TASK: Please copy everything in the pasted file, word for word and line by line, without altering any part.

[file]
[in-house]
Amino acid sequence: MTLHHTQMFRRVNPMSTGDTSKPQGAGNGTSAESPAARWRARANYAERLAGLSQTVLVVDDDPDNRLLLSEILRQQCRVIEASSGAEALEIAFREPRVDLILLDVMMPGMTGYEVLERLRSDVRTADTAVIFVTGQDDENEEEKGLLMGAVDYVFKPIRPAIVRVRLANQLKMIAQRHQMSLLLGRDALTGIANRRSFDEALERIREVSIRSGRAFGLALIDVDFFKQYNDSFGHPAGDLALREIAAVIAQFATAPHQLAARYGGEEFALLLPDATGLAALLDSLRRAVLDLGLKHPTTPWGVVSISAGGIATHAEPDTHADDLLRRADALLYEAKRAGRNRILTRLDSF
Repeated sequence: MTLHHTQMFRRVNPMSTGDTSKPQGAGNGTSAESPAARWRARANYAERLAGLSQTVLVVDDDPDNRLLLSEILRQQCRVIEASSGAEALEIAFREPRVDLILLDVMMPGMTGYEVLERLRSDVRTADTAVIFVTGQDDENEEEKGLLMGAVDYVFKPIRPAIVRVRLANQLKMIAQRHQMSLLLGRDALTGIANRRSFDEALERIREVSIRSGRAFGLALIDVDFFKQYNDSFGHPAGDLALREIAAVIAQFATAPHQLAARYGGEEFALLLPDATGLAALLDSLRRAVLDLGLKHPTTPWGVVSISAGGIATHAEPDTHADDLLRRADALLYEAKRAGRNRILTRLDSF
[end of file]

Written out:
[in-house]
Amino acid sequence: MTLHHTQMFRRVNPMSTGDTSKPQGAGNGTSAESPAARWRARANYAERLAGLSQTVLVVDDDPDNRLLLSEILRQQCRVIEASSGAEALEIAFREPRVDLILLDVMMPGMTGYEVLERLRSDVRTADTAVIFVTGQDDENEEEKGLLMGAVDYVFKPIRPAIVRVRLANQLKMIAQRHQMSLLLGRDALTGIANRRSFDEALERIREVSIRSGRAFGLALIDVDFFKQYNDSFGHPAGDLALREIAAVIAQFATAPHQLAARYGGEEFALLLPDATGLAALLDSLRRAVLDLGLKHPTTPWGVVSISAGGIATHAEPDTHADDLLRRADALLYEAKRAGRNRILTRLDSF
Repeated sequence: MTLHHTQMFRRVNPMSTGDTSKPQGAGNGTSAESPAARWRARANYAERLAGLSQTVLVVDDDPDNRLLLSEILRQQCRVIEASSGAEALEIAFREPRVDLILLDVMMPGMTGYEVLERLRSDVRTADTAVIFVTGQDDENEEEKGLLMGAVDYVFKPIRPAIVRVRLANQLKMIAQRHQMSLLLGRDALTGIANRRSFDEALERIREVSIRSGRAFGLALIDVDFFKQYNDSFGHPAGDLALREIAAVIAQFATAPHQLAARYGGEEFALLLPDATGLAALLDSLRRAVLDLGLKHPTTPWGVVSISAGGIATHAEPDTHADDLLRRADALLYEAKRAGRNRILTRLDSF